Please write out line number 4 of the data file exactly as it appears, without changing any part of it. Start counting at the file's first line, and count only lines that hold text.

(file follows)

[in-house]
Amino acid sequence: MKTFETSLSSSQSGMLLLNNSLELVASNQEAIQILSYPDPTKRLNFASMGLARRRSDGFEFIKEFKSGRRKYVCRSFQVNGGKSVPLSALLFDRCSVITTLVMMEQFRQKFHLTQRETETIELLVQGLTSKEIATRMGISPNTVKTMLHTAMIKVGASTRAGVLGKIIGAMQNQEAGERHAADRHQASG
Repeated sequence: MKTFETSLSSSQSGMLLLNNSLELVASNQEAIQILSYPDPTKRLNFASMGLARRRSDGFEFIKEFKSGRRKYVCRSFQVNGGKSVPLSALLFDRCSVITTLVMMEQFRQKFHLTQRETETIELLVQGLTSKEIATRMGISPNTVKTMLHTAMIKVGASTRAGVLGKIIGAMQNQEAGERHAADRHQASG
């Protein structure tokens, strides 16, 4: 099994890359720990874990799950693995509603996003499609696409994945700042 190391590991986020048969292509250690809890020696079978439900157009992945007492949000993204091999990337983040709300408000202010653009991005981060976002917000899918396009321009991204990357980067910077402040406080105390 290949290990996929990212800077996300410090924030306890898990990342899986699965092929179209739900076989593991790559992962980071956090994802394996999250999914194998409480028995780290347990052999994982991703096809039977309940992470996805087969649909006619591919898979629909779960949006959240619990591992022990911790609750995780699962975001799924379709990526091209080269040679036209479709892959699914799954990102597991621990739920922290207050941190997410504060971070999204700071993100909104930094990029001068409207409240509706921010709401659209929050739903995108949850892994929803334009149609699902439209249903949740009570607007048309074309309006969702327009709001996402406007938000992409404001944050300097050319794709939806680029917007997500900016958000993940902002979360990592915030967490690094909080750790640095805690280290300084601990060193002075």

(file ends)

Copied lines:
């Protein structure tokens, strides 16, 4: 099994890359720990874990799950693995509603996003499609696409994945700042 190391590991986020048969292509250690809890020696079978439900157009992945007492949000993204091999990337983040709300408000202010653009991005981060976002917000899918396009321009991204990357980067910077402040406080105390 290949290990996929990212800077996300410090924030306890898990990342899986699965092929179209739900076989593991790559992962980071956090994802394996999250999914194998409480028995780290347990052999994982991703096809039977309940992470996805087969649909006619591919898979629909779960949006959240619990591992022990911790609750995780699962975001799924379709990526091209080269040679036209479709892959699914799954990102597991621990739920922290207050941190997410504060971070999204700071993100909104930094990029001068409207409240509706921010709401659209929050739903995108949850892994929803334009149609699902439209249903949740009570607007048309074309309006969702327009709001996402406007938000992409404001944050300097050319794709939806680029917007997500900016958000993940902002979360990592915030967490690094909080750790640095805690280290300084601990060193002075």